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Africa turns to Russia, China for COVID-19 vaccine

China and Russia taking advantage of delays by Western countries to supply vaccines to Africa, says, expert

Hassan Isilow  | 04.03.2021 - Update : 04.03.2021
Africa turns to Russia, China for COVID-19 vaccine


Abandoned by rich Western nations, African countries are largely looking to China and Russia to get doses of COVID-19 vaccines.

While Morocco, Algeria, Ethiopia, Zimbabwe, Egypt, Sierra Leone, Senegal, and Equatorial Guinea have already received Chinese supplies, the African Union (AU) has said it is planning to acquire 300 million doses of Russia’s Sputnik V vaccine to inoculate people across the continent.

Kenya and Guinea are in talks with both countries to procure the jabs. Nigeria and Algeria have received doses from both China and Russia.

Speaking to Anadolu Agency, Iqbal Jassat, an official at the Johannesburg-based Media Review Network advocacy group, said Western countries have been hoarding vaccines, leaving poorer countries little option but to seek alternative sources.

He said the countries which got vaccines from China and Russia were the first to start inoculating their population.

For instance, Algeria launched a vaccination campaign after it received the first batch of Russia's Sputnik V vaccine in late January. Egypt too started vaccinations after it got China’s Sinopharm vaccine around the same time.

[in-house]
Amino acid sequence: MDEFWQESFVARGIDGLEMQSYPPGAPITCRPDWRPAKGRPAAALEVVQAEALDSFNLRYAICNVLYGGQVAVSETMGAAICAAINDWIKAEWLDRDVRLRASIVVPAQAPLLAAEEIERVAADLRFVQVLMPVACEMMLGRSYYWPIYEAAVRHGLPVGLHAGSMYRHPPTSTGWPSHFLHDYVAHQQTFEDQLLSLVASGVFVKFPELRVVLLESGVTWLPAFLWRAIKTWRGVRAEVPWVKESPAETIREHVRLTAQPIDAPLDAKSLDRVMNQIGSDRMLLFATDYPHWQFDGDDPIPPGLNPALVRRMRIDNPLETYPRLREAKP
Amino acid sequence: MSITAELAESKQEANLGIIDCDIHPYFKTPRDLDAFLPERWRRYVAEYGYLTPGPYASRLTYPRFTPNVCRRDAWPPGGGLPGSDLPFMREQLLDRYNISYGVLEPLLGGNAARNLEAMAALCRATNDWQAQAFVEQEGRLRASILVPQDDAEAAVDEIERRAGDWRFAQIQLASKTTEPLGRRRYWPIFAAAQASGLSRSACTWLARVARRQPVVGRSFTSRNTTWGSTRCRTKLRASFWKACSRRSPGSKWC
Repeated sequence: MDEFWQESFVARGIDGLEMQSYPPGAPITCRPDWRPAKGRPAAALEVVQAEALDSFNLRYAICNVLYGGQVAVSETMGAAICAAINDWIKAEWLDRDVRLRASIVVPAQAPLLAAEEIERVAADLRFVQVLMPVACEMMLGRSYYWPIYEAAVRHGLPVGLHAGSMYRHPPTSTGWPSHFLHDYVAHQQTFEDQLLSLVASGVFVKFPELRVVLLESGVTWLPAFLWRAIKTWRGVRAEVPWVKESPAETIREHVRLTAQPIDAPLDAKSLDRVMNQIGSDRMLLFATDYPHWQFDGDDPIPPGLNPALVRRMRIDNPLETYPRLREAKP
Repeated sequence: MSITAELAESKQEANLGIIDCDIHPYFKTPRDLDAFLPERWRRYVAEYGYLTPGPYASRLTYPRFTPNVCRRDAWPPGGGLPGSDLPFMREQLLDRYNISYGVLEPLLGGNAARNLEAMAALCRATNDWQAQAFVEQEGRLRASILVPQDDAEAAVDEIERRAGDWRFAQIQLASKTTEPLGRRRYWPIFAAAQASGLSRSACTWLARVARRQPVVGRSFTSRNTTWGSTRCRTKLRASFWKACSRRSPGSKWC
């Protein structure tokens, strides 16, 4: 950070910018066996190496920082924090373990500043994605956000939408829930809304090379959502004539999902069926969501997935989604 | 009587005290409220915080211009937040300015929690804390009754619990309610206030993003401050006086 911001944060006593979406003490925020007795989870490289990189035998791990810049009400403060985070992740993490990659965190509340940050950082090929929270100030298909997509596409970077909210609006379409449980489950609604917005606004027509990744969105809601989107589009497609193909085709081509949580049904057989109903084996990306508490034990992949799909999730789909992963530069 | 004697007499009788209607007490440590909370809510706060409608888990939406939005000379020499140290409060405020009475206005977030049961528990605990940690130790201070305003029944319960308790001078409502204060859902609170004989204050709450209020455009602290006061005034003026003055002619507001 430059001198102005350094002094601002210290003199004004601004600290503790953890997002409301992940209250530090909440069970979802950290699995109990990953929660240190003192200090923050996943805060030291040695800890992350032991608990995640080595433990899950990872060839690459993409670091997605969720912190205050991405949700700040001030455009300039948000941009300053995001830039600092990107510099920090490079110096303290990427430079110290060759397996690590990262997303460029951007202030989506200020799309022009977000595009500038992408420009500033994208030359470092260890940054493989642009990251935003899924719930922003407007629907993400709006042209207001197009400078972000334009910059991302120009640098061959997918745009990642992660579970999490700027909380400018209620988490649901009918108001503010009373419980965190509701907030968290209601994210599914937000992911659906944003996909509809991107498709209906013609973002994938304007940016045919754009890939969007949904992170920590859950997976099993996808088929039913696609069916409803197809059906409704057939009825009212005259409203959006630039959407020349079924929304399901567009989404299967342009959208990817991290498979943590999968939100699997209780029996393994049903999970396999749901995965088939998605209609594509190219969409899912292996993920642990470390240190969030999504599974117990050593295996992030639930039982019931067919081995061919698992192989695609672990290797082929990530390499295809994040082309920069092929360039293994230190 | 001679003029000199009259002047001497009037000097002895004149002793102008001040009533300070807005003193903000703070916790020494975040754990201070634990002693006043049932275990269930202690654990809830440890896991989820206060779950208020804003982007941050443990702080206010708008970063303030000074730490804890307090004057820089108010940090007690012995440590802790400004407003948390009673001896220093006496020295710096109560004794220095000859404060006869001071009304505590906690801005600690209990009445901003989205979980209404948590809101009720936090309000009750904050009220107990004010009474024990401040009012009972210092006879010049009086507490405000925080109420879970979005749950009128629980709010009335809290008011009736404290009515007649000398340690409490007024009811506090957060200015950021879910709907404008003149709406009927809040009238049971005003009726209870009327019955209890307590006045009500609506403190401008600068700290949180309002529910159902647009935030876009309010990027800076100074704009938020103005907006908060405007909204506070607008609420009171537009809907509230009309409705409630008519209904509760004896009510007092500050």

For want of resources, most of the countries in sub-Saharan African countries are awaiting supplies from COVID-19 Vaccines Global Access (COVAX) – a global alliance led by Gavi, the Coalition for Epidemic Preparedness Innovations (CEPI), and the World Health Organization (WHO).

“COVID-19 has among others brought into sharp focus the global inequalities and the huge chasm between rich and poor. The delay in inoculation also demonstrates huge economic disparities especially between the North and sub-Saharan Africa,” said Jassat.

He said that China and Russia seem to have benefited from the delays of western countries to supply drugs to Africa, which were themselves hit hard and busy securing millions of doses for their populations.

At the last year's China-Africa summit Chinese President Xi Jinping had assured African countries that they would benefit once China starts manufacturing vaccines.

Easy logistics

According to media reports, both Chinese and Russian vaccines can be stored in ordinary refrigerators, unlike those manufactured by western pharmaceutical companies which need extreme cold temperatures.

Chinese Foreign Ministry spokesperson Wang Wenbin said last month that his country will provide vaccines to 19 African countries.

Being Africa’s largest trading partner, Beijing has offered millions of loans and development aid to the continent.

“Since the outbreak of COVID-19, China and Africa have worked in solidarity to fight against the epidemic, a testament to our brotherhood,’’ Wang said in a statement after the State Councilor and Foreign Affairs Minister Wang Yi embarked on a five-country tour of the continent in January.

During the visit, Wang assured China would supply the COVID-19 vaccine and also help in economic recovery in the post-pandemic period.

South African President Cyril Ramaphosa said his country was still negotiating with manufacturers. He complained that richer nations have used their muscle to buy millions of doses.

South Africa had procured 1 million doses of AstraZeneca vaccine from the Serum Institute in India on Feb. 1. But halted its use after a new study revealed the vaccine was less effective against the South African variant of the virus.

The country then opted for Johnson and Johnson and the Pfizer/BioNTech vaccine.

South Africa has the highest number of infections in the continent, reporting over 1.5 million cases and over 50,000 deaths. It has so far vaccinated tens of thousands of health care workers and will soon start vaccinating its population.

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